More on the future of transcription

Linda Sullivan, CEO

I am sharing here a response I received from a colleague on my comments on Obamacare, ICD-10 and the future of medical transcription. He makes some very salient points. I would be very interested in others opinions from the HIM arena.

“I think the angle that you briefly mentioned is the compelling justification for preserving the dictation/ transcription model and service. There are a few approaches that physicians in a physicians’ office setting (and perhaps other settings) can take in terms of medical record documentation. I’d like to make a few points about full EMR data entry and the dictation/ transcription model.

#1 Physician’s time:

If a full EMR is established within the office setting, is there a significant degree of time it takes for documentation entry into the EMR. This cuts into interacting and treating patients? The dictation/ transcription model likely frees up some of the physician’s time, even if dictation/ transcription is only used for select report types (office notes, H&P, etc.) This particular health care setting is still volume driven.

#2 Organization’s decision:

Each organization has a decision to make in terms of whether they want physicians taking on all of the physician documentation entry duties (at an increased cost and decreased revenue due to potentially seeing less patients), or if they want to pay an established transcription entity to perform transcription services at a lesser cost.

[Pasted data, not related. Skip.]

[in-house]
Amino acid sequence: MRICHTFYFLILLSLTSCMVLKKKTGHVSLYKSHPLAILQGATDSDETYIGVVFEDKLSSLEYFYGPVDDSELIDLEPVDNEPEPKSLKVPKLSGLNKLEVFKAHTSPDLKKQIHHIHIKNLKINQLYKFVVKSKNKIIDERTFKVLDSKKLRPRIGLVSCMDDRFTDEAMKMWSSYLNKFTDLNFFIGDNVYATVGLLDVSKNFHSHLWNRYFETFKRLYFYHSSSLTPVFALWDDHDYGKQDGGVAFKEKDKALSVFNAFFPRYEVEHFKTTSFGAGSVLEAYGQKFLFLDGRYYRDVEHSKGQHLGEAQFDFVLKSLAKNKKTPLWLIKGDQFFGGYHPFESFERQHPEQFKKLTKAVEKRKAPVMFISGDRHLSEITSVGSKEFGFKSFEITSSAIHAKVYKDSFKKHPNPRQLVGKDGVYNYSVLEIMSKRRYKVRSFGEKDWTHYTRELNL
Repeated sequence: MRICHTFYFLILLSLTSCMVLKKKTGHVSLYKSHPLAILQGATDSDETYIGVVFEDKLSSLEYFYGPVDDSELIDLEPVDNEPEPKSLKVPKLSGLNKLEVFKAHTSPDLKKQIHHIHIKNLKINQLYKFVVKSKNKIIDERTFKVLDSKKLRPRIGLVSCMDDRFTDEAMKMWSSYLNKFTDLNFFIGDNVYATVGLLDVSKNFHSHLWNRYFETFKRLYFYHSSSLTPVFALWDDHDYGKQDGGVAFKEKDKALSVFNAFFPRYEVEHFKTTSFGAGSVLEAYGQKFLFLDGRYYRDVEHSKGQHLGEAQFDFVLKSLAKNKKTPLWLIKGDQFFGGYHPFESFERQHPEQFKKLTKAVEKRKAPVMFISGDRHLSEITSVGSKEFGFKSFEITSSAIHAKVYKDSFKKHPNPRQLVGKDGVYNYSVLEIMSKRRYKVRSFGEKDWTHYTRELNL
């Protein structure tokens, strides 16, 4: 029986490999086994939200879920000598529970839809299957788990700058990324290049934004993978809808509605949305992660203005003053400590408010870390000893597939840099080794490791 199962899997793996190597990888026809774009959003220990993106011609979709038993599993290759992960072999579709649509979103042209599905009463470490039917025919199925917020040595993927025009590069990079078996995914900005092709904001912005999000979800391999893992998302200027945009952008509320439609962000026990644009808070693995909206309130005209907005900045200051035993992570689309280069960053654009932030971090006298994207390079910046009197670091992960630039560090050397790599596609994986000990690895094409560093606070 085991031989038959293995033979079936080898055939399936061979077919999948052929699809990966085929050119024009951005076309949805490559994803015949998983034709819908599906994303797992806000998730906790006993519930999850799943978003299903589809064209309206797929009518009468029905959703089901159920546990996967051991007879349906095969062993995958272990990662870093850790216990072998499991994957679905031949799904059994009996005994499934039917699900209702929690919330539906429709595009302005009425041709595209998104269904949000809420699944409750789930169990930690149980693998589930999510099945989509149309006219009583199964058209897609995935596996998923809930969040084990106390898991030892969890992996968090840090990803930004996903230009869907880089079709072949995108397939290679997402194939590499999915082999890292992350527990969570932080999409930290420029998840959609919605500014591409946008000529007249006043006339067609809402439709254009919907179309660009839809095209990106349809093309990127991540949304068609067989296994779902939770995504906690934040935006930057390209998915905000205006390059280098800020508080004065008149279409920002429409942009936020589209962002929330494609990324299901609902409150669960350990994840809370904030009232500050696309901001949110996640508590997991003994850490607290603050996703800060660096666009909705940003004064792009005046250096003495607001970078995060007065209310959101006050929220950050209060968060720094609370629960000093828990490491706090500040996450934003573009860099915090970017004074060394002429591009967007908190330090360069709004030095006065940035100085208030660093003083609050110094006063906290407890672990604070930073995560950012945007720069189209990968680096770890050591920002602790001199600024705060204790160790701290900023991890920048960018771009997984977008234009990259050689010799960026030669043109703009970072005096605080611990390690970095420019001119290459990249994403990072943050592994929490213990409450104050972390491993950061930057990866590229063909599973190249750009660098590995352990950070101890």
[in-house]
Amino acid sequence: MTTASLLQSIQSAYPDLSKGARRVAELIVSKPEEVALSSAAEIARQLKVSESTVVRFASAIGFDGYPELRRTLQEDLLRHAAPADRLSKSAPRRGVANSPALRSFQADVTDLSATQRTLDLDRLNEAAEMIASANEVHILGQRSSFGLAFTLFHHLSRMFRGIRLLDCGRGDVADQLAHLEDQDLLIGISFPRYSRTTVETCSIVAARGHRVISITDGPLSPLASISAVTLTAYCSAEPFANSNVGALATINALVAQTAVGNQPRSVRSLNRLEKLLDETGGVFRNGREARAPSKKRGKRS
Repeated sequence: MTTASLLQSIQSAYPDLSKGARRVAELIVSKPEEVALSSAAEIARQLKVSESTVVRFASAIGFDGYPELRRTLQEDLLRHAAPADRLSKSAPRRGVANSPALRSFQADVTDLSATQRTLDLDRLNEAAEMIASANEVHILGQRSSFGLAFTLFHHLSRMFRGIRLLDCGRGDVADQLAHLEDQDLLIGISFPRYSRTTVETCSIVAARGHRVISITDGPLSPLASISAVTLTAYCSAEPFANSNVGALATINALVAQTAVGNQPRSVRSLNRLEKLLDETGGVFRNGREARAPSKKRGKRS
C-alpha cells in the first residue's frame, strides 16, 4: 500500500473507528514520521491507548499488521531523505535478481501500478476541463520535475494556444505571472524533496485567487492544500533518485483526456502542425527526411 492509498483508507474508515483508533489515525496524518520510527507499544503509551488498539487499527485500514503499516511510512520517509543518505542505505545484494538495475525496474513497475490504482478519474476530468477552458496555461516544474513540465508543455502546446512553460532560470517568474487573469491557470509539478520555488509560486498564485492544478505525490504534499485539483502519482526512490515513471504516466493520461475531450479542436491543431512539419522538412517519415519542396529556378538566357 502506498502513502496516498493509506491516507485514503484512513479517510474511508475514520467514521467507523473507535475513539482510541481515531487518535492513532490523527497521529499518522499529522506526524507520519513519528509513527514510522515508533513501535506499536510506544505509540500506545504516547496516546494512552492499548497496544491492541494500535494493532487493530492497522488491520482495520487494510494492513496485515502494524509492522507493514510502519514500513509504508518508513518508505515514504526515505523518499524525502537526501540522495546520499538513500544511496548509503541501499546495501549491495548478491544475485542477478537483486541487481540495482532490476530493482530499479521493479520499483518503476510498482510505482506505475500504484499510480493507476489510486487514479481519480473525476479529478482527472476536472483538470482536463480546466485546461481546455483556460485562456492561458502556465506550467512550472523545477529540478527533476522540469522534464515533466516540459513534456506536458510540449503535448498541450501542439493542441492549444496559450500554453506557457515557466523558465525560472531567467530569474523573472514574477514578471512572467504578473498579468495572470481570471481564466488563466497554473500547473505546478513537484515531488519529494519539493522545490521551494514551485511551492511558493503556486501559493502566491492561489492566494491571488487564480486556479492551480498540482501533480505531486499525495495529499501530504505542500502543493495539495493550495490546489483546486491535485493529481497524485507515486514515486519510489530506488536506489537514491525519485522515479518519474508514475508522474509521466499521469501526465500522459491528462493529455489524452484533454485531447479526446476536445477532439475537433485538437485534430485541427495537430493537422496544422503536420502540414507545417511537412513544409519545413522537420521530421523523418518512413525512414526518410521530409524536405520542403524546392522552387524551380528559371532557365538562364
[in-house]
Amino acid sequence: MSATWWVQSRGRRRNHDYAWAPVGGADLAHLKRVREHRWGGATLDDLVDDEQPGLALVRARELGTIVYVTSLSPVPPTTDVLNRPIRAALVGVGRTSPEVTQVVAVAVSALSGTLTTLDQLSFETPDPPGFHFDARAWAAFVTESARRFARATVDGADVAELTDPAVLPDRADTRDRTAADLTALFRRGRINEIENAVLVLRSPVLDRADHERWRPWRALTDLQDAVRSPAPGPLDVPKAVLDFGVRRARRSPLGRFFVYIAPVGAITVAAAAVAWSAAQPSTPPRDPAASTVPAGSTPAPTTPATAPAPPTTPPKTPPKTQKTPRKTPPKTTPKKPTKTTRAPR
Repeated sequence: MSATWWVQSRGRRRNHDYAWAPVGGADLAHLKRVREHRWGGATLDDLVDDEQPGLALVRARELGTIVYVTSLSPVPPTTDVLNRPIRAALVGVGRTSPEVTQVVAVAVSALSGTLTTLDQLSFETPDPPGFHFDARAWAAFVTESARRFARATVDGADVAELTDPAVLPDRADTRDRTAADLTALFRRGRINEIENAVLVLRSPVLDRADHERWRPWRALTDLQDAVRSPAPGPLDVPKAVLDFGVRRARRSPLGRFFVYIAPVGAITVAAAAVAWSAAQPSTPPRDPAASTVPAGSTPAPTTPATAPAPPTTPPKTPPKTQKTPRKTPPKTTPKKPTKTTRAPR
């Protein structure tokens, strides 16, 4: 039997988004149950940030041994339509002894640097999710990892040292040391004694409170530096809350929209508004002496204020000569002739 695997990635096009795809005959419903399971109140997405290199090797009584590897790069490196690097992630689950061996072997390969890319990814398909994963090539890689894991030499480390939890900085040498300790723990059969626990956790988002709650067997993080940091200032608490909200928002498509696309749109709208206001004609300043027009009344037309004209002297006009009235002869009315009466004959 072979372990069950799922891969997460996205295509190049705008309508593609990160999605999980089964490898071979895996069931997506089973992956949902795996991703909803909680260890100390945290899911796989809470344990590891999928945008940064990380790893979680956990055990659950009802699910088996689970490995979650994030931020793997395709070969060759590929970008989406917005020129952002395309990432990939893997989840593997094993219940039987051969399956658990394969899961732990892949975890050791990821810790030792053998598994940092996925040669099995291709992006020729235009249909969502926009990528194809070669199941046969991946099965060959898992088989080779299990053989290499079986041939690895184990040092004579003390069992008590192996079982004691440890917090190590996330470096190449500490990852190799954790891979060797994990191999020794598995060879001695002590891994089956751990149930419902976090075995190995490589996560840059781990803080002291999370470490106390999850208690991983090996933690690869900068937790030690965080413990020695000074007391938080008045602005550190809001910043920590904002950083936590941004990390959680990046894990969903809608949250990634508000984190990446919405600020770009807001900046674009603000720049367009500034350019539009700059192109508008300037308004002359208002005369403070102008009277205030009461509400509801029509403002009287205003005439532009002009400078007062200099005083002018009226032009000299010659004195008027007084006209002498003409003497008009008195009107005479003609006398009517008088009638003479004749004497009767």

#3 ICD-10 – Increased specificity

ICD-10 demands that medical record documentation become more specific (examples: laterality, initial vs. subsequent episode, anatomy specificity). Point #2 gets even more exacerbated with the physician documentation requirements of ICD-10. The alternative to appropriate documentation under the ICD-10 model is the organization (physician’s office, hospital, etc.) does not get paid for services rendered.”

 

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One Response to More on the future of transcription

  1. Loretta says:

    I agree with your points and would like to add that I see these same reasons in the inpatient setting. Certainly physicians have/will have the ability to enter their own notes in the hospital record, however the time is the issue here as well.

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